Posts Tagged ‘alan greenspan’

Alan Greenspan, Ben Bernanke and the Coming Economic Depression

April 5th, 2010 Comments off

Ben Bernanke, Larry Summers and Timothy Geithner, the Obama administration’s economic triad, are predicting a steady recovery from the Great Recession. The March employment numbers, suitably manipulated by PR spin masters, are being heralded as proof that the recession is over. Should we believe them? Well, let’s look back at recent history.

Just a few weeks ago, Bernanke’s predecessor as chairman of the Federal Reserve, Alan Greenspan, stated that “nobody” predicted that the subprime housing situation in the United States would lead to a financial and economic implosion. Greenspan said, “Everybody missed it, academia, the Federal Reserve, all regulators.”

Not everybody. Actually, a number of observers predicted what would ensue, well in advance of the financial disasters of 2008, which culminated in the downfall of Lehman Brothers. I include myself in that list which the former Fed chairman wished everyone would ignore. In a book published in 2006, two years before all hell broke loose on Wall Street, I wrote the following:

“The American economy will almost certainly, in the next presidential administration, come to a very hard landing. The decline in housing prices, which while ascendant created the illusion of national prosperity, is a clear and foreboding marker to a dark and austere future for the American people.”

Now that Bernanke, Geithner and Summers are preaching the gospel of economic green shoots, I published my own prediction in my book, “Global Economic Forecast 2010-2015: Recession Into Depression.”  The essence of my prediction is that massive U.S. government deficits, replicated in other major economies, will precipitate a devastating sovereign debt crisis by 2012, plunging the world into a synchronized global depression. If I am proven right, however, don’t expect the potentates of the Federal Reserve and U.S. Treasury to utter any mea culpa. If an economic depression does afflict us,  Ben Bernanke will likely mimic Alan Greenspan’s lame protestation that “nobody” could have seen such a disaster coming.

Fed Rate Cut Threatens U.S. Economy With Liquidity Trap

December 17th, 2008 Comments off
One of the most acute dangers to an already fragile economy is the phenomenon referred to by economists as a “liquidity trap.” With the radical reduction in its interest rates by the U.S. Federal Reserve, Nobel Prize winning economist Paul Krugman has warned that this very danger now confronts the American economy, courtesy of the Fed, as it continues to act erratically amidst the worst global economic crisis since the 1930s.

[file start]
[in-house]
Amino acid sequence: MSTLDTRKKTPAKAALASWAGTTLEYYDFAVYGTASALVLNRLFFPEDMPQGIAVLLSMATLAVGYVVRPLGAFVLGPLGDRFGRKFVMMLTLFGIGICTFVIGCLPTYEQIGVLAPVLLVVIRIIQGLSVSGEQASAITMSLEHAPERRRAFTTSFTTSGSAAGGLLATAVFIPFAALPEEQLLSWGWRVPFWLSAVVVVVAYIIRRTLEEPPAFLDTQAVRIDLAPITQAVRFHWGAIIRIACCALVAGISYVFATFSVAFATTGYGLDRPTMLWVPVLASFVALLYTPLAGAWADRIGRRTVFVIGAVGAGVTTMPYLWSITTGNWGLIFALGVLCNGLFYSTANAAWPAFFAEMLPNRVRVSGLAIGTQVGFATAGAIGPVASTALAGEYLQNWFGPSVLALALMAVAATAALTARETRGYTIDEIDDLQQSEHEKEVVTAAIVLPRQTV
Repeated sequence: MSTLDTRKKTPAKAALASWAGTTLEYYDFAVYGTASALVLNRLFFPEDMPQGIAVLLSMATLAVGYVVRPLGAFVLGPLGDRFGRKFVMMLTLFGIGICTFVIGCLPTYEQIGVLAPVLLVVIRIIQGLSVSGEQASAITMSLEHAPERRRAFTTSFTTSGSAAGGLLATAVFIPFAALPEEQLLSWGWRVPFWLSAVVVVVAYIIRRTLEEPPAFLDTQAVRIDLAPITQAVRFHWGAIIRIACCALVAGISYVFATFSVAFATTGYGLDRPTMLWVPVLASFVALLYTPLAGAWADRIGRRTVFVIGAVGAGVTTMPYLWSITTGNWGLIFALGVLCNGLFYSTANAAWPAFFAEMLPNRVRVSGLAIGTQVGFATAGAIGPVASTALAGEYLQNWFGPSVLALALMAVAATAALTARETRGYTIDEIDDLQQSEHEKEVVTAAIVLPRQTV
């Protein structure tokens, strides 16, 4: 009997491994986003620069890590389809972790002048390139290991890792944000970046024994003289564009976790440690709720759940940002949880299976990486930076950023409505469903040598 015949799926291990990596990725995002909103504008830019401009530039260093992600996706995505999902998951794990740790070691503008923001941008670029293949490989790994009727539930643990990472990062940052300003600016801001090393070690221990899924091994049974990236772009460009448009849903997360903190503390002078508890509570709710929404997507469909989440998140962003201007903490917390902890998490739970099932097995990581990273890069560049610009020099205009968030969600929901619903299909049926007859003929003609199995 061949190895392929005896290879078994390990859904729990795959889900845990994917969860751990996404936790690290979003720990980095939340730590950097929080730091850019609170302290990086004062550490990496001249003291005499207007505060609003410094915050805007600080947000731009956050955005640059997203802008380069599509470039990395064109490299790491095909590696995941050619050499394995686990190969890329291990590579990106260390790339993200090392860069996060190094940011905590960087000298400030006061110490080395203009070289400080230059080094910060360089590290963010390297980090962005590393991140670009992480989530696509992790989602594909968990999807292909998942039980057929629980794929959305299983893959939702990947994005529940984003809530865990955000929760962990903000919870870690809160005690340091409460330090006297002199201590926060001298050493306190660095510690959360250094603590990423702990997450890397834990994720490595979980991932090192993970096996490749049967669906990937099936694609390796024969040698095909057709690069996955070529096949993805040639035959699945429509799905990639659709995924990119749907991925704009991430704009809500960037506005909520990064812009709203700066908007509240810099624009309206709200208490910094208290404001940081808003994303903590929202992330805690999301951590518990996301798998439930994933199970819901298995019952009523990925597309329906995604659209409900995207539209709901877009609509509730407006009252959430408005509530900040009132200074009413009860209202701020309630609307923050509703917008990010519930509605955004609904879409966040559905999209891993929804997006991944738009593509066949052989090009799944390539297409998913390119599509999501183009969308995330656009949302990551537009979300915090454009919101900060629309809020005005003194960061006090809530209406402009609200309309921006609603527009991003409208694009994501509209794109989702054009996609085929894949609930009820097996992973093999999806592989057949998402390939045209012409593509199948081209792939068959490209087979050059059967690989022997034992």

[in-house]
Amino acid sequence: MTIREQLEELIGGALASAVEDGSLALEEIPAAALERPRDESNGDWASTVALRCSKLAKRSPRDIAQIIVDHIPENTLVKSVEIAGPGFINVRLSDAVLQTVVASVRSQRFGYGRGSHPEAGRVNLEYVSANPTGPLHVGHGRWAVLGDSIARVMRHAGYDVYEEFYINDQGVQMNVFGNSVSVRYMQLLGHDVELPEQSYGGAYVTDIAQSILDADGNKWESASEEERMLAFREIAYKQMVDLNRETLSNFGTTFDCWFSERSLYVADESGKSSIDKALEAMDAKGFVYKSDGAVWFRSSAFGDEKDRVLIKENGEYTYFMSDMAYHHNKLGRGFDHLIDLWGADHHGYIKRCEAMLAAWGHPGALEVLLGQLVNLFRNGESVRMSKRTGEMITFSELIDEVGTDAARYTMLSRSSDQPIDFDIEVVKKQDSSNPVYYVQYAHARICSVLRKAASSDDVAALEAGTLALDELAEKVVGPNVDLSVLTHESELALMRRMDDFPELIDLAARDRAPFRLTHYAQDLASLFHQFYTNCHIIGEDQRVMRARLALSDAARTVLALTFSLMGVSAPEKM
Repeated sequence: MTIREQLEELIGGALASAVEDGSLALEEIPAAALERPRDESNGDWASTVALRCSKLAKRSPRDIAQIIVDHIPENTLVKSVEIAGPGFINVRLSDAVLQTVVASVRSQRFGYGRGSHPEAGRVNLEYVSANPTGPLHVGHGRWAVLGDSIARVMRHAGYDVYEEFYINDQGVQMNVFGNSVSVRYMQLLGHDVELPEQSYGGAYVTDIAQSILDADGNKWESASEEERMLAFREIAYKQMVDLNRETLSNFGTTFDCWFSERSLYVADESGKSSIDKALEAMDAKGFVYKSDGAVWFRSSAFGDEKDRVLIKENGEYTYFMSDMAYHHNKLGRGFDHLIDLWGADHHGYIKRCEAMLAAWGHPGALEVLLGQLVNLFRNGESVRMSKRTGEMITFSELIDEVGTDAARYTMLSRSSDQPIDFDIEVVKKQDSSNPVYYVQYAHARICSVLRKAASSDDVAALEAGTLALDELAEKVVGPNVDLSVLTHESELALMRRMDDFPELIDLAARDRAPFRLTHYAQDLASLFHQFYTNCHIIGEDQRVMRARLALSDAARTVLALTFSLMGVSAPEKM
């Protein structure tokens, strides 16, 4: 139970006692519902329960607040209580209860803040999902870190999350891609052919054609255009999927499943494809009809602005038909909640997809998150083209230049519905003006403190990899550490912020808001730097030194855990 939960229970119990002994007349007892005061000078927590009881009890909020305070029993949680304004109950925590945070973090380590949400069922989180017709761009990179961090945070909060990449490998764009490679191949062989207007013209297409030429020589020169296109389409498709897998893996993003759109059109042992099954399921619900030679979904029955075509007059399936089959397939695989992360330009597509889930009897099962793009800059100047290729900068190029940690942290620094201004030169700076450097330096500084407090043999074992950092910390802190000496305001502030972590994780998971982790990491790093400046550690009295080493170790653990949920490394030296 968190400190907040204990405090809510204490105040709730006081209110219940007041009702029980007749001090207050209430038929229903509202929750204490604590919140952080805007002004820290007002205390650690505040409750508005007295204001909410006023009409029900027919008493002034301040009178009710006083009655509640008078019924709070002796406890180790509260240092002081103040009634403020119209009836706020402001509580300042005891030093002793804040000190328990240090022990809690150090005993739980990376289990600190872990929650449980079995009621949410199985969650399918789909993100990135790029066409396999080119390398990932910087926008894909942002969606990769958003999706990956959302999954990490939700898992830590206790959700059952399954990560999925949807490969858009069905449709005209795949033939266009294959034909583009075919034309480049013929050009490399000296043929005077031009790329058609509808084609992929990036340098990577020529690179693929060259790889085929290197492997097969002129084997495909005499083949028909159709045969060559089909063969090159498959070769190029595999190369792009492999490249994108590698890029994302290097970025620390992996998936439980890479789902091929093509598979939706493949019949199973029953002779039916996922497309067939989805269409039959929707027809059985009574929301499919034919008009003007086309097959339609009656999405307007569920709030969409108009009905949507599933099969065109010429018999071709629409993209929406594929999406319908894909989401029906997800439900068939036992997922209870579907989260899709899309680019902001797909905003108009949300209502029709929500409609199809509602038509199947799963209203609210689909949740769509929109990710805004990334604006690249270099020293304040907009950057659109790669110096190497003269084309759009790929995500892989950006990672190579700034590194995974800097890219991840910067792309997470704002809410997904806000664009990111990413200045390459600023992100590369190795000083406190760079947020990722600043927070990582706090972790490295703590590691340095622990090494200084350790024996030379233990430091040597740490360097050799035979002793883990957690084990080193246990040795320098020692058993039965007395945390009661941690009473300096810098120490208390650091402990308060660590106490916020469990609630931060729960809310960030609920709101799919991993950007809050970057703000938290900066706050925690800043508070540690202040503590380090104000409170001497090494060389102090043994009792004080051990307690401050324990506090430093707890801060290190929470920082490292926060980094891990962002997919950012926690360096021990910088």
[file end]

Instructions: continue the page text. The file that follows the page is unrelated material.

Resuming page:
A liquidity trap involves radical rate reductions by a nation’s central bank that translates into virtual zero interest being charged. The result, in a recessionary economy, is that the economic downturn becomes even more traumatic, since a zero rate discourages investment by stakeholders retaining capital. A zero interest rate provides no incentive for long-term investing with its concomitant risk-taking. Those with capital tend to hoard it while an effective zero interest rate is maintained, defeating the stated purpose of such monetary policy, which is to inject liquidity into the economy. In actuality, a liquidity trap prevents liquidity from circulating, no matter what other extreme monetary measures are enacted by the central bank. This phenomenon plagued the Japanese economy during its recent “lost decade.”

Though the New York stock market reacted in a celebratory way to the Fed issuing its effectively zero rate, more thoughtful observers are terrified. This is clearly another panicky response by the Fed, acting out of desperation rather than thoughtful analysis. If America through the Fed’s actions does indeed fall into a liquidity trap, the result will go beyond the severe recession already being forecasted. The likely result will be the protraction of the global economic crisis, with the U.S. economy crippled beyond the worst nightmares of even those predicting another Great Depression.

For the American economy, due to the Fed’s actions, the worst outcome possible is practically assured. The real tragedy is that the radical cuts in interest rates by the Fed under the reign of Alan Greenspan are now recognized as a cause of the mortgage meltdown that led to the current global economic crisis. For Ben Bernanke, current chairman of the Federal Reserve, to replicate his predecessor’s disastrous monetary policies is utterly inexplicable.